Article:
The four national mobile network operators (MNOs) in Sweden – Tele2 and Telenor (through their network joint venture Net4Mobility), as well as Telia and Tre, have obtained new spectrum to boost their network capabilities. Tele2 and Telenor have spent a total of SEK1.5bn ($134m) to secure spectrum of 2x10MHz in the 900 MHz band until 31 December 2048, 2x20MHz in the 2.1GHz band until 31 December 2050 and 2x30 MHz in the 2.6GHz band until 31 December 2050. Tele2 claimed that the newly acquired licences will “further strengthen Tele2’s and Telenor’s joint 4G and 5G network”. Tele2’s CEO, Kjell Johnsen, described the outcome of the auction as “the last piece of the puzzle to finalise Sweden’s best and most cost-effective 4G and 5G network, that significantly will improve the services for both consumers and businesses”. Telia Sweden has won 2x15MHz in the 900MHz band, 2x20MHz in the 2.1GHz band and 2x30MHz in the 2.6 GHz band, for a total cost of SEK1.55bn ($139m). The licences are valid for 23 and 25 years respectively and, according to the telco, are important for “the continued digitisation of Sweden”. The company explained that it will use the freshly acquired spectrum to improve the coverage and capacity of its 4G and 5G networks, including in rural areas. Finally, Tre has been awarded 2x10MHz in the 900 MHz band and 2x20MHz in the 2.1GHz frequency band, as well as 2x10MHz and 1x40MHz in the 2.6GHz band, costing it a total of slightly more SEK1.2bn ($107m). Further details can be found here in Swedish.

And staying with spectrum allocation… It seems the Dutch government has delayed an upcoming 5G auction. The Dutch Authority for Digital Infrastructure (RDI) reportedly told local newspaper the NL Times that holding an auction this year is no longer possible and a new date is yet to be confirmed. RDI’s initial plan was to allocate 5G spectrum in the 3.5GHz band before the end of 2023, but an adjustment to the Netherlands’ National Frequency Plan (NFP) has caused it to be delayed, as several parties have reportedly appealed against the amendments and are set to be heard in court on 11 and 12 October. The three major operators in the country: KPN, Vodafone and Odido (formerly T-Mobile) – have all expressed disappointment over the auction delay, according to the newspaper. Read more.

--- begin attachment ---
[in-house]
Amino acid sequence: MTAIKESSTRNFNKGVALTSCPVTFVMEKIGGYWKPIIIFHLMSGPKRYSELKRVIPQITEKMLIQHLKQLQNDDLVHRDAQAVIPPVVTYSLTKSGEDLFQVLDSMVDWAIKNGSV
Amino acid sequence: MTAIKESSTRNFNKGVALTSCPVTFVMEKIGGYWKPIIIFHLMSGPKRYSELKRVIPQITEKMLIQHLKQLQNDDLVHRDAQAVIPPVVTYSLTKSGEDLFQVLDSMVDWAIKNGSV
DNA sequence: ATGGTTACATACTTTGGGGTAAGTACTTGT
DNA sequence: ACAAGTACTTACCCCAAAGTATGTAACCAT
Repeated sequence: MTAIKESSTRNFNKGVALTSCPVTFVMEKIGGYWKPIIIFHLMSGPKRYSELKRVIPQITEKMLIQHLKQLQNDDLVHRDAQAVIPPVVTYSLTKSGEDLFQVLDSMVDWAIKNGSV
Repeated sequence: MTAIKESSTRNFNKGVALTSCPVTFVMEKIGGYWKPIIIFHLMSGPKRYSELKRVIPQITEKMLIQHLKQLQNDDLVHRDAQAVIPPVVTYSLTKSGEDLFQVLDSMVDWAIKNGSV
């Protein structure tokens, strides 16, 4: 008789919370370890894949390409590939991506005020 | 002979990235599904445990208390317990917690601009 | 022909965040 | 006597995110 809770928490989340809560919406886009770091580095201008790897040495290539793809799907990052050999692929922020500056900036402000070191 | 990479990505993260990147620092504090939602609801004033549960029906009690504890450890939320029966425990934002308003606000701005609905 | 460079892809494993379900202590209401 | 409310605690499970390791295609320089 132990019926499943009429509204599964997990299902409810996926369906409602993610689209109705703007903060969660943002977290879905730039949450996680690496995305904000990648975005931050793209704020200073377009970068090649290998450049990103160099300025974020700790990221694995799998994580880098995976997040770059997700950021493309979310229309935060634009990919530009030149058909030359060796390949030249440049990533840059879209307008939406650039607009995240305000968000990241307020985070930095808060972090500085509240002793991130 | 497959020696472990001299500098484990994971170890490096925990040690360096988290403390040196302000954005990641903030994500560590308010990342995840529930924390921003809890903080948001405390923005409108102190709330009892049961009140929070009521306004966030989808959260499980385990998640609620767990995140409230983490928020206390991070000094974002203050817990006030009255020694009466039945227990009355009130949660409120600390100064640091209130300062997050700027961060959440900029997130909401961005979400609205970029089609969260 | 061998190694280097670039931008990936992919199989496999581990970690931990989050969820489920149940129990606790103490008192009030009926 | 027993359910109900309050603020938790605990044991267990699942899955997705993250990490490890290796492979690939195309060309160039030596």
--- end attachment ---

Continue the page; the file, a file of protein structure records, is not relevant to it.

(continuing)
Microsoft is yet another step closer to acquiring gaming company Activision following concessions it has made to address concerns raised by the UK Competition and Markets Authority (CMA). In a statement, the regulator claimed that the restructured deal comprises “important changes that substantially address the concerns” that the CMA set out regarding the original transaction earlier this year. Under the new deal, Activision’s streaming rights would be sold to Ubisoft, referred to by the CMA as “an independent player”, which the regulator claims will prevent “important content”, including popular games such as Call of Duty and World of Warcraft, from coming under the control of Microsoft in relation to cloud gaming. “The CMA originally found that Microsoft already has a strong position in cloud gaming services and could have used its control over Activision content to stifle competition and reinforce this position. The new deal instead results in the cloud streaming rights for Activision’s games being transferred to an independent player, Ubisoft, maintaining open competition as the market for cloud gaming develops over the coming years”, the authority stated. This move, the CMA noted, “opens the door to the deal being cleared”. Microsoft’s proposed remedies are now the subject of a consultation until 6 October. Read more.

US operators Verizon and T-Mobile have been recognised as some of the most transparent companies in the US – at least according to the fifth annual US Transparency Awards by Labrador, a global communications firm. Verizon has been highlighted as the “inaugural winner” in the category for the best environmental, social and corporate governance (ESG) report. “The company was awarded a precision score of 99%, which measures the completeness and prioritisation of voluntary information shared,” noted Labrador. Domestic rival T-Mobile ranked second in the category. In the broader IT industry, Intel was recognised as one of the top companies in terms of transparency. Across all industries, Intel and Verizon were the only two from the ICT sector to rank in the top 10, taking the fourth and the fifth positions respectively. Learn more.

- The staff, TelecomTV